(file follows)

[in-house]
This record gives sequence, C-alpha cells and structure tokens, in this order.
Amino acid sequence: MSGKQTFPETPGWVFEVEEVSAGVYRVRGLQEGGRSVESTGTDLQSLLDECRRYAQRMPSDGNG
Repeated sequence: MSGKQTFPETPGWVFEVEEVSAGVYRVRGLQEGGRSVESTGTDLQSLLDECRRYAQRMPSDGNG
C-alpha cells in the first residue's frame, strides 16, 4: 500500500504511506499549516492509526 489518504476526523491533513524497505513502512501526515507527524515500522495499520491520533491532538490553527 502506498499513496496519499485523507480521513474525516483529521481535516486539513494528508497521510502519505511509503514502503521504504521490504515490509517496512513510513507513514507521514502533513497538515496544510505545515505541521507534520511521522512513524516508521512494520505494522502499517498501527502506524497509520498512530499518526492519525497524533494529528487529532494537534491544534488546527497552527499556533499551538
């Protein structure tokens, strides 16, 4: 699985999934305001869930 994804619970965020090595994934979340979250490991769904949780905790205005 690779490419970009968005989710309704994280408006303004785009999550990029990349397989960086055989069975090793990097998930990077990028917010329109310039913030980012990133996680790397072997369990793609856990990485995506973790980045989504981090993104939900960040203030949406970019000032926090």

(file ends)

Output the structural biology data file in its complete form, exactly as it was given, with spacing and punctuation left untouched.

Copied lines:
[in-house]
This record gives sequence, C-alpha cells and structure tokens, in this order.
Amino acid sequence: MSGKQTFPETPGWVFEVEEVSAGVYRVRGLQEGGRSVESTGTDLQSLLDECRRYAQRMPSDGNG
Repeated sequence: MSGKQTFPETPGWVFEVEEVSAGVYRVRGLQEGGRSVESTGTDLQSLLDECRRYAQRMPSDGNG
C-alpha cells in the first residue's frame, strides 16, 4: 500500500504511506499549516492509526 489518504476526523491533513524497505513502512501526515507527524515500522495499520491520533491532538490553527 502506498499513496496519499485523507480521513474525516483529521481535516486539513494528508497521510502519505511509503514502503521504504521490504515490509517496512513510513507513514507521514502533513497538515496544510505545515505541521507534520511521522512513524516508521512494520505494522502499517498501527502506524497509520498512530499518526492519525497524533494529528487529532494537534491544534488546527497552527499556533499551538
């Protein structure tokens, strides 16, 4: 699985999934305001869930 994804619970965020090595994934979340979250490991769904949780905790205005 690779490419970009968005989710309704994280408006303004785009999550990029990349397989960086055989069975090793990097998930990077990028917010329109310039913030980012990133996680790397072997369990793609856990990485995506973790980045989504981090993104939900960040203030949406970019000032926090």